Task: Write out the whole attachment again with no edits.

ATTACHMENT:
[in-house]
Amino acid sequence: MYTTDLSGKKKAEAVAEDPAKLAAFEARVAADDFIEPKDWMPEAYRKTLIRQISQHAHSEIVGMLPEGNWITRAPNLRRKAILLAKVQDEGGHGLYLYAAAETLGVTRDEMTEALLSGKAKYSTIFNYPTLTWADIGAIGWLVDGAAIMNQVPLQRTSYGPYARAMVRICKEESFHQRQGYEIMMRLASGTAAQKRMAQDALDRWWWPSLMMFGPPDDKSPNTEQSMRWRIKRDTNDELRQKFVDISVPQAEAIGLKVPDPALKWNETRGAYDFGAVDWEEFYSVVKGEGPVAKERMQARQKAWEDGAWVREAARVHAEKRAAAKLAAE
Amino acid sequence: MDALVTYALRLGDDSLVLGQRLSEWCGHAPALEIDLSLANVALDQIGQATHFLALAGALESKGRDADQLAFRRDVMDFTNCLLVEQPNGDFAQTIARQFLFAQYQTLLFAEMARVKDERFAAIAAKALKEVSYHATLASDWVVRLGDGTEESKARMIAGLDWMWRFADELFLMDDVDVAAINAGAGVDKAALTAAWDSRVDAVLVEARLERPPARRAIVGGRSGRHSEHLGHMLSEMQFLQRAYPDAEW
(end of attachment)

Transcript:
[in-house]
Amino acid sequence: MYTTDLSGKKKAEAVAEDPAKLAAFEARVAADDFIEPKDWMPEAYRKTLIRQISQHAHSEIVGMLPEGNWITRAPNLRRKAILLAKVQDEGGHGLYLYAAAETLGVTRDEMTEALLSGKAKYSTIFNYPTLTWADIGAIGWLVDGAAIMNQVPLQRTSYGPYARAMVRICKEESFHQRQGYEIMMRLASGTAAQKRMAQDALDRWWWPSLMMFGPPDDKSPNTEQSMRWRIKRDTNDELRQKFVDISVPQAEAIGLKVPDPALKWNETRGAYDFGAVDWEEFYSVVKGEGPVAKERMQARQKAWEDGAWVREAARVHAEKRAAAKLAAE
Amino acid sequence: MDALVTYALRLGDDSLVLGQRLSEWCGHAPALEIDLSLANVALDQIGQATHFLALAGALESKGRDADQLAFRRDVMDFTNCLLVEQPNGDFAQTIARQFLFAQYQTLLFAEMARVKDERFAAIAAKALKEVSYHATLASDWVVRLGDGTEESKARMIAGLDWMWRFADELFLMDDVDVAAINAGAGVDKAALTAAWDSRVDAVLVEARLERPPARRAIVGGRSGRHSEHLGHMLSEMQFLQRAYPDAEW